The Mountains classification in the Giro d'Italia is a secondary classification that is a part of the Giro d'Italia, one of cycling's Grand Tour races. In this classification, points are awarded to the leading riders over designated climbs. The climbs are put into different classifications based on difficulty and their position on that day's stage. Bonus points are given to mountain top finishes and to the first riders over the Cima Coppi, traditionally adjudged as the highest point of the entire Giro.
|Awarded for||Best climber in mountain stages|
|Local name||Gran Premio della Montagna (Italian)|
|Editions||85 (as of 2022)|
|First winner||Alfredo Binda (ITA)|
|Most wins|| Gino Bartali (ITA)|
|Most recent||Koen Bouwman (NED)|
The classification was first calculated in 1933; from 1974 to 2011, the leader of the mountains classification in the Giro d'Italia wore the maglia verde (from Italian: "green jersey"): in 2012, as part of a sponsorship deal, the jersey color was changed to blue (maglia azzurra).
The mountains classification was added to the Giro d'Italia in 1933. In the inaugural year of the classification, the organizers chose select climbs and awarded points to the first three riders who crossed the climbs. Alfredo Binda was first over each climb and won the first mountains classification. In 1974, the organizers added a green jersey to designate the leader of the classification. The green jersey was used until 2012, when the classification's sponsor, Banca Mediolanum, renewed its sponsorship for another four years and desired the jersey to be blue rather than green.
|*||Winner won general classification in the same year|
|Winner won general and points classification in the same year|
- The "Year" column refers to the year the competition was held, and wikilinks to the article about that edition of the race.
- The "Points" column refers to the number of points that the rider had in the mountains classification.
- The "Margin" column refers to the margin of time or points by which the winner defeated the runner-up.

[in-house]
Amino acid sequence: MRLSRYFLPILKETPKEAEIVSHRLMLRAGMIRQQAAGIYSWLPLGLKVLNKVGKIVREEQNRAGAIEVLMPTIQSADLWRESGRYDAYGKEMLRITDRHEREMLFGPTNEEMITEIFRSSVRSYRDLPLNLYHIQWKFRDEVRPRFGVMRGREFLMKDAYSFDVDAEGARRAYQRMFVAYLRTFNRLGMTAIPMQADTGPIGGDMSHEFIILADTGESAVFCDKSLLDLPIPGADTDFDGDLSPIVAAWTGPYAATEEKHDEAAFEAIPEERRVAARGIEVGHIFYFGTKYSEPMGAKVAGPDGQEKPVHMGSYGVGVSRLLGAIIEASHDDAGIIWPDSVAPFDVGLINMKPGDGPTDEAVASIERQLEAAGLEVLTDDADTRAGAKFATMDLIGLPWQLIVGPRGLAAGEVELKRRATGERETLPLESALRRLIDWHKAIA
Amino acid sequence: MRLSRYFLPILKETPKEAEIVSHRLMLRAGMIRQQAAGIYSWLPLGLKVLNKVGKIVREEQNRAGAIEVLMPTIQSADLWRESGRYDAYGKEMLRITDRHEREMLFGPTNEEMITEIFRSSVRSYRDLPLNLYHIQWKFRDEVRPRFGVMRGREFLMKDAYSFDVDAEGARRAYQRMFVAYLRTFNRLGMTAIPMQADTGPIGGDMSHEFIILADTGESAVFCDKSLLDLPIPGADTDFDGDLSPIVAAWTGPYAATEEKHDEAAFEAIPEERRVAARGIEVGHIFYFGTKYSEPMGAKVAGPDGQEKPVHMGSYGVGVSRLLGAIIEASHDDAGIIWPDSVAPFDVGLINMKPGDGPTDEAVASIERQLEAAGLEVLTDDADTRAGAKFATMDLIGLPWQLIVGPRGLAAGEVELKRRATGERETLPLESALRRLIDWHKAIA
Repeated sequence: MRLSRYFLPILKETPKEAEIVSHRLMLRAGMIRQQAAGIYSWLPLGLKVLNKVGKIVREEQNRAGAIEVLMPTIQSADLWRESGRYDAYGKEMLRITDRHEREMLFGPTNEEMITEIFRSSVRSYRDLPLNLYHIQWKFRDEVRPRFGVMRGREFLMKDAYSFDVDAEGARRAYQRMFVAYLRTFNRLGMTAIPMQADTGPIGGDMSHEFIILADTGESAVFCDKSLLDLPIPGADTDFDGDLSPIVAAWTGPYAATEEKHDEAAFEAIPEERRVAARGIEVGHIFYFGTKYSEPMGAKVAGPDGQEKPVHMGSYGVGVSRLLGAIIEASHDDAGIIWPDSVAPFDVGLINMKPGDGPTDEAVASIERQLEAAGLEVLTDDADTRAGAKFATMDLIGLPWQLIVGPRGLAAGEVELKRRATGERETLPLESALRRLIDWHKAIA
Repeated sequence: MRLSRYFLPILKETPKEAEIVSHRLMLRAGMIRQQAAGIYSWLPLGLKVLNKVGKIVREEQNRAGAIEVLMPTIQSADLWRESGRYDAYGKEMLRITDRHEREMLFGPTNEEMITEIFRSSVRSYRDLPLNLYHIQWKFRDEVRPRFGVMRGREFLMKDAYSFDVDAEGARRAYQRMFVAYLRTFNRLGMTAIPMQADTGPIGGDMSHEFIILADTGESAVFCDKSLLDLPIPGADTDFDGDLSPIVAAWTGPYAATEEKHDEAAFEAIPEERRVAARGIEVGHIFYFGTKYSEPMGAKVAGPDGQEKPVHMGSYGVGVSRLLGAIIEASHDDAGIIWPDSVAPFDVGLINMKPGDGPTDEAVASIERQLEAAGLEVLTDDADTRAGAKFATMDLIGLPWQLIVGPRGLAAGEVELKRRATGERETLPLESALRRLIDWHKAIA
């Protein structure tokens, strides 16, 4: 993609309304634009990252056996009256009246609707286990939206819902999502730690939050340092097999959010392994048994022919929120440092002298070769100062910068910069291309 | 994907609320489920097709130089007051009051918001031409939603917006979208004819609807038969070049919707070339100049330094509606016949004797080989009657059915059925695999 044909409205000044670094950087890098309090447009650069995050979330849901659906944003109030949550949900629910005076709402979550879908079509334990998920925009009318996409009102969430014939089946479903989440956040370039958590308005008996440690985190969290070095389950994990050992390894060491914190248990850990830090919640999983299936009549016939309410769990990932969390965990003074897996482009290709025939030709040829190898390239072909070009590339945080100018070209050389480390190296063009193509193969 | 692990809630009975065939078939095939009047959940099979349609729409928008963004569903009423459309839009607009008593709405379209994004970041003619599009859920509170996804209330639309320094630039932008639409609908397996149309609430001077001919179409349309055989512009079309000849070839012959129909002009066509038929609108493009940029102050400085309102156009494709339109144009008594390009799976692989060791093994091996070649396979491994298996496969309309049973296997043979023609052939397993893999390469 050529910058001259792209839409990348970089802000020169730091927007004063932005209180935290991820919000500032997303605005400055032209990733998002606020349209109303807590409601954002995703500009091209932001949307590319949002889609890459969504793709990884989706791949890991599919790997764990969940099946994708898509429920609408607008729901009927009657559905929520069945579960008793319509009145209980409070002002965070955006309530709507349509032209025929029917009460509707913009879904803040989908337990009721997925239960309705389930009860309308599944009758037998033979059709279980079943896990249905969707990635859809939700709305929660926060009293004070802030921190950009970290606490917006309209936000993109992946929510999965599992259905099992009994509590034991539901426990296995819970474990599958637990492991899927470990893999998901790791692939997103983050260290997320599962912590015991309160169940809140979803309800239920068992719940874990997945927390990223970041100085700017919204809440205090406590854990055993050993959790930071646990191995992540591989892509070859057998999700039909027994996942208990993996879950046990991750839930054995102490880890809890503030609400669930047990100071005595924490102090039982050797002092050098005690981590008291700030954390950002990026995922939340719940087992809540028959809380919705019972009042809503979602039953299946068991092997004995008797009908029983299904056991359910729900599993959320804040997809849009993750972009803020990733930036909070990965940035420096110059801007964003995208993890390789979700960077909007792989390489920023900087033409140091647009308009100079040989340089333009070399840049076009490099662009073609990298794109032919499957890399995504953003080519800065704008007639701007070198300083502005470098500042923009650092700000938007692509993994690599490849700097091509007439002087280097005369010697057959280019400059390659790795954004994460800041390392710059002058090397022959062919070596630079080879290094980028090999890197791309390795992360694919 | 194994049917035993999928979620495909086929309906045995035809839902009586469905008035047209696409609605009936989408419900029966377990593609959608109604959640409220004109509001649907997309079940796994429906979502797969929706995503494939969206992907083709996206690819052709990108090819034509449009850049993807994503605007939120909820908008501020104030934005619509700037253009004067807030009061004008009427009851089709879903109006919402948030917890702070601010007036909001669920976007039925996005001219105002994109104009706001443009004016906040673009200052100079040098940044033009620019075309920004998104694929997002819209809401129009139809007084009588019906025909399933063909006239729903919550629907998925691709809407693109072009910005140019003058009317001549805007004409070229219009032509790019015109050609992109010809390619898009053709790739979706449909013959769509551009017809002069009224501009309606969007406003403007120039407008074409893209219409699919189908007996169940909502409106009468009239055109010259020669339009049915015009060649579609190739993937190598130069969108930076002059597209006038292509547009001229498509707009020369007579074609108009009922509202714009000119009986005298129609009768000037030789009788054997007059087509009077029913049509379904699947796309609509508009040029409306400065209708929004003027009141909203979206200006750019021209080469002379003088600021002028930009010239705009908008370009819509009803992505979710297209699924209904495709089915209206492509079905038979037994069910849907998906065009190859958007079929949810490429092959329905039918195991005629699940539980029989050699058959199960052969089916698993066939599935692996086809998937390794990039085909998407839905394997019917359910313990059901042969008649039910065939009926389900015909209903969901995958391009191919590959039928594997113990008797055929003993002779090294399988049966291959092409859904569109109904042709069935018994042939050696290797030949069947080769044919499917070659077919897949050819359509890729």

- The "Stage wins" column refers to the number of stages wins the winner had during the race.
As of 2022, 15 cyclists have won the mountains classification more than once.
|Gino Bartali (ITA)||7||1935, 1936, 1937, 1939, 1940, 1946, 1947|
|José Manuel Fuente (ESP)||4||1971, 1972, 1973, 1974|
|Fausto Coppi (ITA)||3||1948, 1949, 1954|
|Franco Bitossi (ITA)||3||1964, 1965, 1966|
|Claudio Bortolotto (ITA)||3||1979, 1980, 1981|
|Claudio Chiappucci (ITA)||3||1990, 1992, 1993|
|Raphaël Géminiani (FRA)||2||1952, 1957|
|Charly Gaul (LUX)||2||1956, 1959|
|Vito Taccone (ITA)||2||1961, 1963|
|Andrés Oliva (ESP)||2||1975, 1976|
|Lucien Van Impe (BEL)||2||1982, 1983|
|Mariano Piccoli (ITA)||2||1995, 1996|
|Chepe González (COL)||2||1997, 1999|
|Fredy González (COL)||2||2001, 2003|
|Stefano Garzelli (ITA)||2||2009, 2011|
Riders from fifteen different countries have won the Mountains classification in the Giro d'Italia.
|Country||No. of winning cyclists||No. of wins|
Distribution of pointsEdit
The points that are gained by consecutive riders reaching a mountain top are distributed according to 5 categories:
The organization of the race determines which mountains are included for the mountains classification and in which category they are. The points for the Cima Coppi are awarded once every Giro, for the summit at the highest altitude in that Giro.
- ^ a b The 1956 Giro d'Italia had two mountain competitions: the Trofeo Dolomiti and the Trofeo Appennini. Charly Gaul won the former and Federico Bahamontes, the latter.
- ^ a b c Bill and Carol McGann. "1933 Giro d'Italia". Bike Race Info. Dog Ear Publishing. Archived from the original on 2014-02-27. Retrieved 2012-07-10.
- ^ Bill and Carol McGann. "1974 Giro d'Italia". Bike Race Info. Dog Ear Publishing. Archived from the original on 2017-07-25. Retrieved 2012-07-10.
- ^ "Blue Mountains Jersey For 2012 Giro D'Italia". Cycling News. 17 December 2011. Retrieved 20 June 2013.
- ^ "Past winners". Cyclingnews.com. 9 May 2009. Retrieved April 24, 2014.
- ^ "Giro d'Italia – Fight for Pink: Il Garibaldi" (PDF). Giro d'Italia. RCS MediaGroup. p. 38. Archived from the original (PDF) on April 19, 2014. Retrieved 18 April 2014.
- ^ Oliva, king of the mountain. "Galdós ganó la última etapa, pero no pudo ganar el Giro de Italia". hemeroteca.abc.es (in Spanish). 8 June 1975. Retrieved 4 June 2017.
- ^ a b "Giro d'Italia 2009" (PDF). Infostrada sports. 2009. p. 187. Archived from the original (PDF) on 17 December 2010. Retrieved 29 June 2011.